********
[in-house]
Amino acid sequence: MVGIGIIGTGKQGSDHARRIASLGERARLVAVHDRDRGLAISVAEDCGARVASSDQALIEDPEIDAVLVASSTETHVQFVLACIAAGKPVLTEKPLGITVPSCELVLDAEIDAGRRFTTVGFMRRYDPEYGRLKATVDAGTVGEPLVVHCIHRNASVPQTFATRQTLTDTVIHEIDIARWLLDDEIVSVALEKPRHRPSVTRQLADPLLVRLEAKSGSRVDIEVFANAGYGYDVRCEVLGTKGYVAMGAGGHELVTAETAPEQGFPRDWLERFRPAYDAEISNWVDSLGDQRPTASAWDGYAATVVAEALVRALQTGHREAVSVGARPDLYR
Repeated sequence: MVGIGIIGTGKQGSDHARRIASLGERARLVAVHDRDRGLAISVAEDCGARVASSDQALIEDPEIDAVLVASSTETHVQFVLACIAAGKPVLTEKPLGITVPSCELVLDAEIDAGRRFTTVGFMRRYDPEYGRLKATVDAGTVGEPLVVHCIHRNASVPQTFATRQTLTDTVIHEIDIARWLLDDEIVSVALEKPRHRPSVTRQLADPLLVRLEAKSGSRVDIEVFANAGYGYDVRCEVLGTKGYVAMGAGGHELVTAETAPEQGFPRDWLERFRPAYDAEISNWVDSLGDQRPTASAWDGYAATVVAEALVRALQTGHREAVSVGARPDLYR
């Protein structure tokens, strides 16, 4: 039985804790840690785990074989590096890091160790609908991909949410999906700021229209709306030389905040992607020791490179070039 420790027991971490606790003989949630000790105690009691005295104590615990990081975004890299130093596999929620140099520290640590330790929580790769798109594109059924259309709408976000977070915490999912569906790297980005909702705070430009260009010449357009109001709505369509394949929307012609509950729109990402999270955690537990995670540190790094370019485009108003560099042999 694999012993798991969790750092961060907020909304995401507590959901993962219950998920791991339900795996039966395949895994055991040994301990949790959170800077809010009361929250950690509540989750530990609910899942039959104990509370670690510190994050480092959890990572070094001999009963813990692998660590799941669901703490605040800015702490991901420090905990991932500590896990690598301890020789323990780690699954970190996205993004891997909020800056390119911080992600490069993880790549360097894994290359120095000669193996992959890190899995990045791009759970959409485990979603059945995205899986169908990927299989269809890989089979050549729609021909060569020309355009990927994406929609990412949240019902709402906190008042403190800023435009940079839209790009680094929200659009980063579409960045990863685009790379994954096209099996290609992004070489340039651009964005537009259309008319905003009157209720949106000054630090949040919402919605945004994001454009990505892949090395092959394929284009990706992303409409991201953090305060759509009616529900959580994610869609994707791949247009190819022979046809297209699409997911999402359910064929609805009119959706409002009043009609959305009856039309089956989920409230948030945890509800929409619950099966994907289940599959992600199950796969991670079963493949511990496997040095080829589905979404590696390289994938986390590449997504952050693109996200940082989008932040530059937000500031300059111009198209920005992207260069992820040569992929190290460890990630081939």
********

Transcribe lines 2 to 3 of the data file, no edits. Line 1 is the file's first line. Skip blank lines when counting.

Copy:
Amino acid sequence: MVGIGIIGTGKQGSDHARRIASLGERARLVAVHDRDRGLAISVAEDCGARVASSDQALIEDPEIDAVLVASSTETHVQFVLACIAAGKPVLTEKPLGITVPSCELVLDAEIDAGRRFTTVGFMRRYDPEYGRLKATVDAGTVGEPLVVHCIHRNASVPQTFATRQTLTDTVIHEIDIARWLLDDEIVSVALEKPRHRPSVTRQLADPLLVRLEAKSGSRVDIEVFANAGYGYDVRCEVLGTKGYVAMGAGGHELVTAETAPEQGFPRDWLERFRPAYDAEISNWVDSLGDQRPTASAWDGYAATVVAEALVRALQTGHREAVSVGARPDLYR
Repeated sequence: MVGIGIIGTGKQGSDHARRIASLGERARLVAVHDRDRGLAISVAEDCGARVASSDQALIEDPEIDAVLVASSTETHVQFVLACIAAGKPVLTEKPLGITVPSCELVLDAEIDAGRRFTTVGFMRRYDPEYGRLKATVDAGTVGEPLVVHCIHRNASVPQTFATRQTLTDTVIHEIDIARWLLDDEIVSVALEKPRHRPSVTRQLADPLLVRLEAKSGSRVDIEVFANAGYGYDVRCEVLGTKGYVAMGAGGHELVTAETAPEQGFPRDWLERFRPAYDAEISNWVDSLGDQRPTASAWDGYAATVVAEALVRALQTGHREAVSVGARPDLYR